Food & Beverage Challenges

1. Cost Pressures: The Need to Reduce Costs and Maximise Productivity

The need to optimise productivity and reduce costs in supply chains has never been greater for F&B manufacturers. While labour costs continue to rise and drive the need to increase productivity, these cost pressures are being compounded like never before by the increasing concentration of the grocery retail market and increasingly price conscious consumers.

A continuing trend toward concentrated grocery retail markets means fewer retailers are becoming dominant. For example, in Australia the market share of the two top grocers is forecast to be 80% by 2020. The grocers have leveraged this market position to drive strong agreements with suppliers, eroding supplier margins and enabling them to offer low store prices that smaller outlets find very difficult to compete with. They are also using their position to drive their own private label ranges at the expense of branded products.

Consumers also remain highly price conscious, and are favouring low-cost supermarkets over convenience stores. Volumes shift toward lower-margin grocery retailers at the expense of higher-margin convenience and small food retailers. Consumers are also increasingly open to purchasing an expanding array of private labels, further placing pressure on F&B manufacturer margins.

2. Consolidation of Production and Distribution: Land Availability

There is a growing trend for manufacturers to consolidate their production and distribution facilities in response to cost pressures. As part of this consolidation, F&B companies are building their distribution operations adjacent to their manufacturing lines, eliminating the costly and labour-intensive process of shipping finished goods from a processing facility to a warehouse. However, the limited availability of land next to manufacturing facilities and the increasing cost of land can make this prohibitive for conventional manual storage and handling solutions.

3. Ensuring superior customer service levels

In such a competitive consumer-driven market it is imperative for F&B manufacturers to get the right product in the right quantity at the right time to customers. Grocery distributors are less tolerant of missed delivery windows or incorrect products that lead to out of stock store shelves, imposing penalties for late or incomplete deliveries. Manufacturers need sufficient redundancy and tolerance to operational disruptions. Just as importantly, distribution functions need to ensure they are not causing bottlenecks for operations, which can lead to production lines being stopped. And all this needs to be achieved in the most cost-effective manner.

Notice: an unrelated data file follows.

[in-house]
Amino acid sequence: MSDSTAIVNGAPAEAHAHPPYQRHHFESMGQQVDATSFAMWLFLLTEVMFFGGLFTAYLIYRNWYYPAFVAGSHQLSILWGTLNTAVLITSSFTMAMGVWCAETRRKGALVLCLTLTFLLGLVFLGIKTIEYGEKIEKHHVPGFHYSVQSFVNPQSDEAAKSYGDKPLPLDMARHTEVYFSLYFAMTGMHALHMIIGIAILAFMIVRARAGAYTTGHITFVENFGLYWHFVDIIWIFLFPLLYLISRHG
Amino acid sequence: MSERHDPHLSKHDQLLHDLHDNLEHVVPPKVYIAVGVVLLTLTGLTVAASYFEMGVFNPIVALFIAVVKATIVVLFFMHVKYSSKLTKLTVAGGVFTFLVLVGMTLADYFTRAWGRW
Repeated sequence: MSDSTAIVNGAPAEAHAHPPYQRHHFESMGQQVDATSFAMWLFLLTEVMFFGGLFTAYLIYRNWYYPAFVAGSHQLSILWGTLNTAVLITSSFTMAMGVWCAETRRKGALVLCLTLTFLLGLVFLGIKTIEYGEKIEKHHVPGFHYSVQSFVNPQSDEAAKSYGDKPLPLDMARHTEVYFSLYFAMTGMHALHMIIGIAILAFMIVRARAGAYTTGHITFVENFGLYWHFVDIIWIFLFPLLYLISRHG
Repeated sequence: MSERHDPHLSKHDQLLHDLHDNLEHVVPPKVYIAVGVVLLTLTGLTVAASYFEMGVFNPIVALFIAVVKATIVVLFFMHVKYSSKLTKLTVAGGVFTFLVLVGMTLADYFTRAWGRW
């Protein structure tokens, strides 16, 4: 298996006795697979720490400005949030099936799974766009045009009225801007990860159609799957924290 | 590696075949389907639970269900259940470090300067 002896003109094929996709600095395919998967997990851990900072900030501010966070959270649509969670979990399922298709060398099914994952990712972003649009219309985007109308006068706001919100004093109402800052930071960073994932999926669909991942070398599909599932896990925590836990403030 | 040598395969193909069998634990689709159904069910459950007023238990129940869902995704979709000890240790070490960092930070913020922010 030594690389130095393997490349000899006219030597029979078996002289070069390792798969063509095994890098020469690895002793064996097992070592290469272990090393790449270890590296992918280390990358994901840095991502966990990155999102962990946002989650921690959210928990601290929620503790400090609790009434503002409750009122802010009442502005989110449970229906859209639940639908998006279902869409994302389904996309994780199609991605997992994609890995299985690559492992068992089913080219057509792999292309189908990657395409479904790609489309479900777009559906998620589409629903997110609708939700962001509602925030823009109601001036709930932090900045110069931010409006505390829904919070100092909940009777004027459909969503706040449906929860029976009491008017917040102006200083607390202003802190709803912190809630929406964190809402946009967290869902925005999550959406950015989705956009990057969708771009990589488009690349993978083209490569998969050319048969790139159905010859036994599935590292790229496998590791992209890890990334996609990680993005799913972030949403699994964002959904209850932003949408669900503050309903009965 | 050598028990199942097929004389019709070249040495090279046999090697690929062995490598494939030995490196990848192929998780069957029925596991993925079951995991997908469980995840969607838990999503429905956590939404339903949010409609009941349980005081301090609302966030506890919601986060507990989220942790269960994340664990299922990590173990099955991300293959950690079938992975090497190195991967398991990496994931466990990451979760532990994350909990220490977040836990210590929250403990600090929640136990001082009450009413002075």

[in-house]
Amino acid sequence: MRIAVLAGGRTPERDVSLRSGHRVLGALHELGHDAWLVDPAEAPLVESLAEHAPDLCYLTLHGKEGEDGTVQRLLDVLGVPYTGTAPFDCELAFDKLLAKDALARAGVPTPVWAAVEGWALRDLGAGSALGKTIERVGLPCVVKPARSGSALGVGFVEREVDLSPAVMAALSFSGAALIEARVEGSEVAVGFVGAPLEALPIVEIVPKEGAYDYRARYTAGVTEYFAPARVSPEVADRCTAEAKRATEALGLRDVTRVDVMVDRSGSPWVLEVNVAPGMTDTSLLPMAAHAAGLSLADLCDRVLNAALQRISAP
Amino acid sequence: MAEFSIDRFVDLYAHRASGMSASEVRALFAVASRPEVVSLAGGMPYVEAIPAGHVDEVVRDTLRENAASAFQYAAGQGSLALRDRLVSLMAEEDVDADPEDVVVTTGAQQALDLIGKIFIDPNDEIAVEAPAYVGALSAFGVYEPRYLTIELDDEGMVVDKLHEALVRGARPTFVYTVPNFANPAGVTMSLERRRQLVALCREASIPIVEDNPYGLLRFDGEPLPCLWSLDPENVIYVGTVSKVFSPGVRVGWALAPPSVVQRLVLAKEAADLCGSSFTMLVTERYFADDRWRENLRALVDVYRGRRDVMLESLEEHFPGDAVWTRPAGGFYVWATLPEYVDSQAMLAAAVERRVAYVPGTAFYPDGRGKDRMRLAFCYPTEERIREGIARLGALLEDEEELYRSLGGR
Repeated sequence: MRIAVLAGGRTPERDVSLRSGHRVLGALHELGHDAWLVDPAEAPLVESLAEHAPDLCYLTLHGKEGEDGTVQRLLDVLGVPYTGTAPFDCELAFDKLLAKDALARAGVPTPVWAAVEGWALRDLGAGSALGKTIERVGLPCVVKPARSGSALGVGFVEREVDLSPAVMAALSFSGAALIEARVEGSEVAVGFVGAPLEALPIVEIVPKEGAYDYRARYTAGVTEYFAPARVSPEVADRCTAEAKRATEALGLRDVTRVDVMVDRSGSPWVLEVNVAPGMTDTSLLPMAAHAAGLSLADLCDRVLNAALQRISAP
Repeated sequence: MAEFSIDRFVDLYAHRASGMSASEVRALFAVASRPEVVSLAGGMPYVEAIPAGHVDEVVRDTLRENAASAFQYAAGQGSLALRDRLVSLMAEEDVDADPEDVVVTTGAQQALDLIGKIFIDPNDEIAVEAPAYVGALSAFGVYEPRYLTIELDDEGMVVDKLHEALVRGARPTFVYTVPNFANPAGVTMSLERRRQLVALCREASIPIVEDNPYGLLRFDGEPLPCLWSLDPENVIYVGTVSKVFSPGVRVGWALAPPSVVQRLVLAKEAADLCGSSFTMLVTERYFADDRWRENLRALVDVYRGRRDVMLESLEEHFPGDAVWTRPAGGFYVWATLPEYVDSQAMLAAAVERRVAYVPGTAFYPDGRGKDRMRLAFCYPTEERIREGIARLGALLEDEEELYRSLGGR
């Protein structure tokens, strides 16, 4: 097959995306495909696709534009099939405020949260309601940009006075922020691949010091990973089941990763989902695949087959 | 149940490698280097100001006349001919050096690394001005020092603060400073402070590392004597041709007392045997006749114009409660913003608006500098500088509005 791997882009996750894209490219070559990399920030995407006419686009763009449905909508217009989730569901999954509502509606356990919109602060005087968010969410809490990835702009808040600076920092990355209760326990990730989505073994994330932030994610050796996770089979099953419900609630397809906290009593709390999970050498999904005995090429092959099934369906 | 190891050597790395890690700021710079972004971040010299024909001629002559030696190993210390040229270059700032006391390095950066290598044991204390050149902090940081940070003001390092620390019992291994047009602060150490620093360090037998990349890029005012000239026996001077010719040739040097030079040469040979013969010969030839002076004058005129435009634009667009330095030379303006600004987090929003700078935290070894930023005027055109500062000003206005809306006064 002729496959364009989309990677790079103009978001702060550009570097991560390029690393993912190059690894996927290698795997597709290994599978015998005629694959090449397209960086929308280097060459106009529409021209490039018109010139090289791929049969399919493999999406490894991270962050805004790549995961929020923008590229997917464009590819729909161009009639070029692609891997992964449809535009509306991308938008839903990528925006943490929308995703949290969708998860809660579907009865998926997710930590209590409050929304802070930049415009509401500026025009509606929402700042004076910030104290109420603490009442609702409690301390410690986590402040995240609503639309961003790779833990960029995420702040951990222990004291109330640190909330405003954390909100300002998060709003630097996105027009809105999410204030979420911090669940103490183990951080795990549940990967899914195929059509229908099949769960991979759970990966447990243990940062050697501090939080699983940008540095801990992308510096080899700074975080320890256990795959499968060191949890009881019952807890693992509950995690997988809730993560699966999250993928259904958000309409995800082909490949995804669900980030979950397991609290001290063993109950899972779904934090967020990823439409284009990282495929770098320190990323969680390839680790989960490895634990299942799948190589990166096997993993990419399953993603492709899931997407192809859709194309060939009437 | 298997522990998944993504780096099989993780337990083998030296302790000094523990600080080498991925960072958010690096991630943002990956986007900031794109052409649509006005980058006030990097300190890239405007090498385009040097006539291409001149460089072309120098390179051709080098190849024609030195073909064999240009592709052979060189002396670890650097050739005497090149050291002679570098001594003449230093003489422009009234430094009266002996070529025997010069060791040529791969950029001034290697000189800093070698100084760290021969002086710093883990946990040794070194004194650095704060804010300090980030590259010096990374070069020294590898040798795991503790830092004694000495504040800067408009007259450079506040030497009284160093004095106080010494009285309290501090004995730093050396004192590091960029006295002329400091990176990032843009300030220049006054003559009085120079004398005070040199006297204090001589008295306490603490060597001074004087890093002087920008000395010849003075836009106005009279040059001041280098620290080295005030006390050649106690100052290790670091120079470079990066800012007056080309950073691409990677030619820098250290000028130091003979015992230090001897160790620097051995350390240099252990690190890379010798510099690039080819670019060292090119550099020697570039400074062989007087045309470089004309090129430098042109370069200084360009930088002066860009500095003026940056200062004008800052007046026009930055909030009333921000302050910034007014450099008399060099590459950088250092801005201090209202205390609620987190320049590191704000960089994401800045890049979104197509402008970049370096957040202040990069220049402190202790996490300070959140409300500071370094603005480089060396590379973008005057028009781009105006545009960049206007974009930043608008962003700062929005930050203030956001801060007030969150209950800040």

4. Dealing with SKU Proliferation and Order Complexity

Consumers are demanding a wider range of products, driven by tastes and food fashion trends, fitness, and health concerns. Just one example of this is the shift away from mainstream beers, milk and soft drinks, and the associated increase in the consumption of craft beers, cider, soy milk and health drinks. Manufacturers are responding by introducing many new products. The impact on F&B manufacturing supply chains is continuing SKU proliferation and the need to stock an ever-increasing variety of product. For manufacturers who are also producing private labels for retailers, this only adds to the SKU complexity they need to manage. In a manual warehouse system, the implications of handling additional SKUs means that everything has to get larger — more pallet storage and picking locations and more travel, which leads to slower and less efficient operations, in bigger, more expensive warehouses.

5. Tracking Requirements

Government food safety agencies require food to be tracked through all stages of production, processing and distribution (also known as farm to fork). The aim is to enable quick and effective corrective action in the event of something going wrong, such as a product recall, and prevent contaminated product from reaching consumers. Supply chain management systems need to capture sources of raw materials, additives and other ingredients and all other inputs, and provide product batch or lot identification, production and expiry dates. Apart from batch and lot tracking, Warehouse Management Systems (WMS) need to effectively manage inventory and FIFO (First In First Out) rules; in many cases, major grocers will only accept consecutively numbered batches and expiry dates.

The solution for F&B manufacturers

Leading F&B manufacturers are investing in warehouse automation to address these challenges facing them today, and to realise significant and lasting competitive advantage. Automated warehousing presents a compelling performance-to-cost ratio compared to conventional manual warehousing. They are taking advantage of the latest developments in automation to increase productivity and reduce costs, improve storage capacity and consolidate manufacturing and distribution operations, and maximise service levels, system flexibility and operational resilience. Making their supply chain a source of true competitive advantage.

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